on March 29, 2012
at 01:20 AM

What's a good place to do genetic testing? Online places?

3
Medium avatar

(10663)

on March 28, 2012
at 02:45 AM

I'm Filipino and I know that my grandparents and all of my relatives eat a lot of white rice and coconuts and mangoes. We have a type of noodles called pancit that is a staple at get-togethers. So I'm trying not to be too aversive towards carbs and so I eat a lot of sweet potatoes (but have not eaten rice).
Filipinos also tend to eat a lot of pork (ever heard of lechon?) and fish and my mom told me that my grandfather cooked a lot of things in pork fat (and my grandfather was very fit/healthy and lived to be 92--died of old age). So hopefully I got some of his genes and am confident that if I eat somewhat similarly to him, I'll be good.

This is lechon by the way:
do-you-take-into-account-your-ancestry-when-you-try-to-be-flexible-with-your-paleo-diet-(e.g.-dairy,-rice-consumption)?

78cb3c4f70de5db2adb52b6b9671894b

(5519)

on March 28, 2012
at 03:57 AM

Thanks for your response. Why sweet potato over rice? Is lechon similar to those pork roasts they have at the Asian markets? What sort of seasonings do they use?

Medium avatar

(10663)

on March 28, 2012
at 04:40 AM

I never had a reaction towards rice but my mom doesn't eat rice either so I guess I get it from her :P Yes, lechon is roasted over charcoal and after the abdomen is cleaned out, it can be filled with herbs and as far as I know, salt is the only seasoning that's rubbed on the skin. I've seen recipes that use molasses, ginger, etc. Some don't use any seasoning at all. But you get nice juicy meat and yummy crispy skin.

3
35ba1f50dad25c85ac1aa2599fe5c5cb

(2485)

on March 28, 2012
at 01:40 AM

I consider it when sorting through the margins of my diet. You know the things that are not going to be your everyday but are going to be occasional deviations with little consequence. Two examples, beans & corn. My northern european genes (or north american gut bacteria) seem to handle a little bit of soaked beans just fine. But corn just doesn't work for my gut, no way no how... which makes sense because it's about as novel to me as wheat is to native american peoples.

D811808d3bfa5aebc7a1bd971fb6375b

on March 28, 2012
at 02:28 AM

Same with me, jj. My ancestry is completely Northern European (I did the 23andme.com DNA testing and it pooped out Nordic/Viking and Northern European ancestry). I find that I am just fine with wheat. I don't have negative reactions even if I eat a ton of it (except maybe a pimple). Do you find that you can do wheat but just don't? I do know Northern European and Nordic ancestry was heavy on the bread and meat consumption.

35ba1f50dad25c85ac1aa2599fe5c5cb

(2485)

on March 28, 2012
at 03:14 AM

I'm not entirely clear whether I can "do" wheat or not. I have other health concerns that keep bread out of my diet 98% of the time, so I don't try it much. When I have eaten it it doesn't seem to affect me as much as corn... but I don't feel like I have a definitive answer either way.

2
0fb8b3d6dcfb279b0f7e050d2d22510f

(4645)

on March 28, 2012
at 04:01 AM

Eat what you like, it seems that if you think there are rules that you a too dogmatic, so screw the guidelines, eat anything as long a you can see a cavemen eating it. Paleo on this site means eat anything. The more popular Paleo gets, the less structure it has so EVERYONE feels good about their style.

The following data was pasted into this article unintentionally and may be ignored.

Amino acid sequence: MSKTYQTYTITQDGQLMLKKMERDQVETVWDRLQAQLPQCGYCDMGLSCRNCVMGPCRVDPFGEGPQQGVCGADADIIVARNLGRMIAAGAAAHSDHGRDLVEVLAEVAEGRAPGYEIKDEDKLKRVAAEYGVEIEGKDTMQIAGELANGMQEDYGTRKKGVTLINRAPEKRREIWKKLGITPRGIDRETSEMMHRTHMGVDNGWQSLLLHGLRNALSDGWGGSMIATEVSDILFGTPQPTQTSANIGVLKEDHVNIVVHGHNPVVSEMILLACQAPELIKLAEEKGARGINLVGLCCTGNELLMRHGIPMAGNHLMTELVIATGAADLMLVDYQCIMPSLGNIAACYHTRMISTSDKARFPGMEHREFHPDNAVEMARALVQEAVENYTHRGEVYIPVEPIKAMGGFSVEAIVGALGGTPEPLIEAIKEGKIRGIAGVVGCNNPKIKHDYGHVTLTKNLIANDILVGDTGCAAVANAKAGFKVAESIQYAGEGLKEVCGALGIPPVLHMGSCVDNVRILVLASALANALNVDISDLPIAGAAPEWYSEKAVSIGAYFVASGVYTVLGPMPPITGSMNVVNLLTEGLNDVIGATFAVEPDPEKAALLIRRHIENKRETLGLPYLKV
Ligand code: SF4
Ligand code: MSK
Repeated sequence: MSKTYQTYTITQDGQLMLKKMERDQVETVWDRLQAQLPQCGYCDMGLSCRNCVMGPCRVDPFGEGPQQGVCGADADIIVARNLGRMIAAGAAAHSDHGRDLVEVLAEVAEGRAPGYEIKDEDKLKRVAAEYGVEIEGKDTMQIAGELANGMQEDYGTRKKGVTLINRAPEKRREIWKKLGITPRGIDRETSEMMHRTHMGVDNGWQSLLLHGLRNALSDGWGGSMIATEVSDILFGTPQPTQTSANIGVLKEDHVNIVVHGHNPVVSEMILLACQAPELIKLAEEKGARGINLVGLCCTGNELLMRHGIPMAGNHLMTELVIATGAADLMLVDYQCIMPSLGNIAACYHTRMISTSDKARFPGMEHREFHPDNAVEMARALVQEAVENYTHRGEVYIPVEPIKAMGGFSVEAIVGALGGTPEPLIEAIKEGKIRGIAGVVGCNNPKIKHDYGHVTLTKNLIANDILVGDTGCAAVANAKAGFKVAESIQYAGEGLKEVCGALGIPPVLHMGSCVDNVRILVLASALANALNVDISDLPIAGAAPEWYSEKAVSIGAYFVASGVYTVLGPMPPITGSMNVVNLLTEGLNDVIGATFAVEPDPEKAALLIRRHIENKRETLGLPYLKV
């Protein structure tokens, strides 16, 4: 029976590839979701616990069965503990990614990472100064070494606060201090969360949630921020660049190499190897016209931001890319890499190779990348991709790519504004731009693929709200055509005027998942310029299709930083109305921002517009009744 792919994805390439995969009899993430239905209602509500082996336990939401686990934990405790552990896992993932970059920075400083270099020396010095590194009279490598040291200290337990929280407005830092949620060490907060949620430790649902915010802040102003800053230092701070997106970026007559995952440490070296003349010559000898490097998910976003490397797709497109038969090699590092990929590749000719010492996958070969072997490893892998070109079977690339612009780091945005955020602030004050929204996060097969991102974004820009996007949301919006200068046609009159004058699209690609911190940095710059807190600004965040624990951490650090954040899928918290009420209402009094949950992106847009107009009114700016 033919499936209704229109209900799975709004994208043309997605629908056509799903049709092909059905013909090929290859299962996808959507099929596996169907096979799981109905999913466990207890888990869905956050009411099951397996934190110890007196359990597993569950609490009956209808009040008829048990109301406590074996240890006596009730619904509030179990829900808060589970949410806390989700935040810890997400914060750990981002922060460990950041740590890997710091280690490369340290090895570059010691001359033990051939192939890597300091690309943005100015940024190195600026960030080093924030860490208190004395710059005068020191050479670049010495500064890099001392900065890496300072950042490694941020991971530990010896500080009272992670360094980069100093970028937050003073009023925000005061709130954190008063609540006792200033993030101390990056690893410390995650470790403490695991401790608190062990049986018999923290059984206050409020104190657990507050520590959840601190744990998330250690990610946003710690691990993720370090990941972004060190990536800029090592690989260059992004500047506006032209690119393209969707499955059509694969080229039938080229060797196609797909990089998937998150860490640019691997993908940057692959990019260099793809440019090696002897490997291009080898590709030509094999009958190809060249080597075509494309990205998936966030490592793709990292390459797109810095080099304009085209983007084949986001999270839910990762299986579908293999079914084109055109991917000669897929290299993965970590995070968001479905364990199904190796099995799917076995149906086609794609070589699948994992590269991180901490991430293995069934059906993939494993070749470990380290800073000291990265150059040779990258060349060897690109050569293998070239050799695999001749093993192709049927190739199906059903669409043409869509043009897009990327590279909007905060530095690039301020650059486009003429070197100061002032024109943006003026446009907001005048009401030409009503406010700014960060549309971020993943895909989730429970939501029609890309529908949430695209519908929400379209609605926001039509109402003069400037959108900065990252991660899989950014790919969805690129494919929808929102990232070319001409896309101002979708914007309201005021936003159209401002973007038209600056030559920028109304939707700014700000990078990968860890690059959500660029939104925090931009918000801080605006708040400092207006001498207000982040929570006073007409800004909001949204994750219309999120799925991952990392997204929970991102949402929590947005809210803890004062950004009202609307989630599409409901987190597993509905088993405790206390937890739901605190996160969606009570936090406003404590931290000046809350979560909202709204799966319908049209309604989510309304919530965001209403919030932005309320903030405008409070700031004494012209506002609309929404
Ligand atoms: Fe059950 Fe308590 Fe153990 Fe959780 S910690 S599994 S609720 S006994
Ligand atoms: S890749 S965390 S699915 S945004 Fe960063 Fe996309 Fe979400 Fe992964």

2
510bdda8988ed0d4b0ec0b738b4edb73

(20898)

on March 28, 2012
at 03:45 AM

No, I don't work on "well in theory I should/shouldn't be able to handle this because of my ancestry"

I started (a long time ago) on a super clean diet like Robb Wolf's autoimmune protocol and then I slowly reintroduced things and see if they have a negative effect. Because of that I do heavy cream, butter, and after a glycolyticly demanding day I'll have a potato. That's only based on how I look, feel, and perform. And after all, isn't that what counts?

510bdda8988ed0d4b0ec0b738b4edb73

(20898)

on March 28, 2012
at 02:59 PM

I would introduce 1 thing and wait about a week or so, maybe a little more. I posted this a while ago about tweaking your diet: http://paleohacks.com/questions/102646/how-much-paleo-tweaking-did-it-take-to-figure-out-what-really-works-for-you/102714#102714

78cb3c4f70de5db2adb52b6b9671894b

(5519)

on March 28, 2012
at 03:53 AM

Did you introduce something one at a time? How long did you let the "trial period" run to see how it affected you? I love yogurt but I'm kind of scared of it because it makes me feel "impure".

2
D7cc4049bef85d1979efbd853dc07c8e

(4029)

on March 28, 2012
at 03:06 AM

I do. I'm 100% scandinavian by ancestry (dad full-norwegian and mom half-norwegian half-dane). I confidently added some amount of dairy back in in the form of cheeses and kefir.

Zero observed problems, and it could be said that I the "better" feeling I got was particularly from the kefir. I can't bring myself to drink normal milk again though.

96bf58d8c6bd492dc5b8ae46203fe247

(37227)

on March 28, 2012
at 03:11 AM

I know what you mean about the milk! I have it in the fridge for my grandson but, even though I relish my home-made yogurt, I leave the milk alone. Maybe some day I'll make a glass of chocolate milk.

0e395acc856e3353f3f5892e6b09b0e7

(1227)

on March 28, 2012
at 01:58 PM

I'm a Swedgian myself, Mom Norwegian-Dad Swedish. After swallowing the low fat nonsense for years, I now embrace yoghurt made with cream and full fat cheeses and best of all BUTTER! I tolerate all well and have lost weight over the last two years of enjoying animal and dairy fat. My Scandinavian ancestory seems to underwrite this joyful experience. I stay away from milk--it makes me feel icky.

2
C116f7e54620c6003b67cd4450a298cd

on March 28, 2012
at 01:37 AM